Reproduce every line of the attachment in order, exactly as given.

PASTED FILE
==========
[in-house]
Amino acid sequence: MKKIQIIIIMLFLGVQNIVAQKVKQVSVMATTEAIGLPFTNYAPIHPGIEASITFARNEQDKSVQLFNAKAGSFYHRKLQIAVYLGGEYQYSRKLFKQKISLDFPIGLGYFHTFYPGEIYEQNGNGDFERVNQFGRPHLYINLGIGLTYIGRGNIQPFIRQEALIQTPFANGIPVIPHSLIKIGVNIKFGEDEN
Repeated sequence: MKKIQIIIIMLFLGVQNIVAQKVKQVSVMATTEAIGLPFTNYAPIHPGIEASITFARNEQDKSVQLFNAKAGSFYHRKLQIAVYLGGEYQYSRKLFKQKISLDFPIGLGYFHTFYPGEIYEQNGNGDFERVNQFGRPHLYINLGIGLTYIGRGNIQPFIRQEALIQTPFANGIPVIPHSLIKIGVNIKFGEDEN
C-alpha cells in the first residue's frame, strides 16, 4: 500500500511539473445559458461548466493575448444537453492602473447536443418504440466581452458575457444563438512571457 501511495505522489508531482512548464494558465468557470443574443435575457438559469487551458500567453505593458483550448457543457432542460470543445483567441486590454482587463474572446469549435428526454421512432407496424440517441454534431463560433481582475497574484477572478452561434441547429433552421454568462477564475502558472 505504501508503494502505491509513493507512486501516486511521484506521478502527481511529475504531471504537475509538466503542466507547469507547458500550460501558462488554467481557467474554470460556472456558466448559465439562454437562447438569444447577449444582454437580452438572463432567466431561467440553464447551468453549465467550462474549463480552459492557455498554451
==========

[in-house]
Amino acid sequence: MKKIQIIIIMLFLGVQNIVAQKVKQVSVMATTEAIGLPFTNYAPIHPGIEASITFARNEQDKSVQLFNAKAGSFYHRKLQIAVYLGGEYQYSRKLFKQKISLDFPIGLGYFHTFYPGEIYEQNGNGDFERVNQFGRPHLYINLGIGLTYIGRGNIQPFIRQEALIQTPFANGIPVIPHSLIKIGVNIKFGEDEN
Repeated sequence: MKKIQIIIIMLFLGVQNIVAQKVKQVSVMATTEAIGLPFTNYAPIHPGIEASITFARNEQDKSVQLFNAKAGSFYHRKLQIAVYLGGEYQYSRKLFKQKISLDFPIGLGYFHTFYPGEIYEQNGNGDFERVNQFGRPHLYINLGIGLTYIGRGNIQPFIRQEALIQTPFANGIPVIPHSLIKIGVNIKFGEDEN
C-alpha cells in the first residue's frame, strides 16, 4: 500500500511539473445559458461548466493575448444537453492602473447536443418504440466581452458575457444563438512571457 501511495505522489508531482512548464494558465468557470443574443435575457438559469487551458500567453505593458483550448457543457432542460470543445483567441486590454482587463474572446469549435428526454421512432407496424440517441454534431463560433481582475497574484477572478452561434441547429433552421454568462477564475502558472 505504501508503494502505491509513493507512486501516486511521484506521478502527481511529475504531471504537475509538466503542466507547469507547458500550460501558462488554467481557467474554470460556472456558466448559465439562454437562447438569444447577449444582454437580452438572463432567466431561467440553464447551468453549465467550462474549463480552459492557455498554451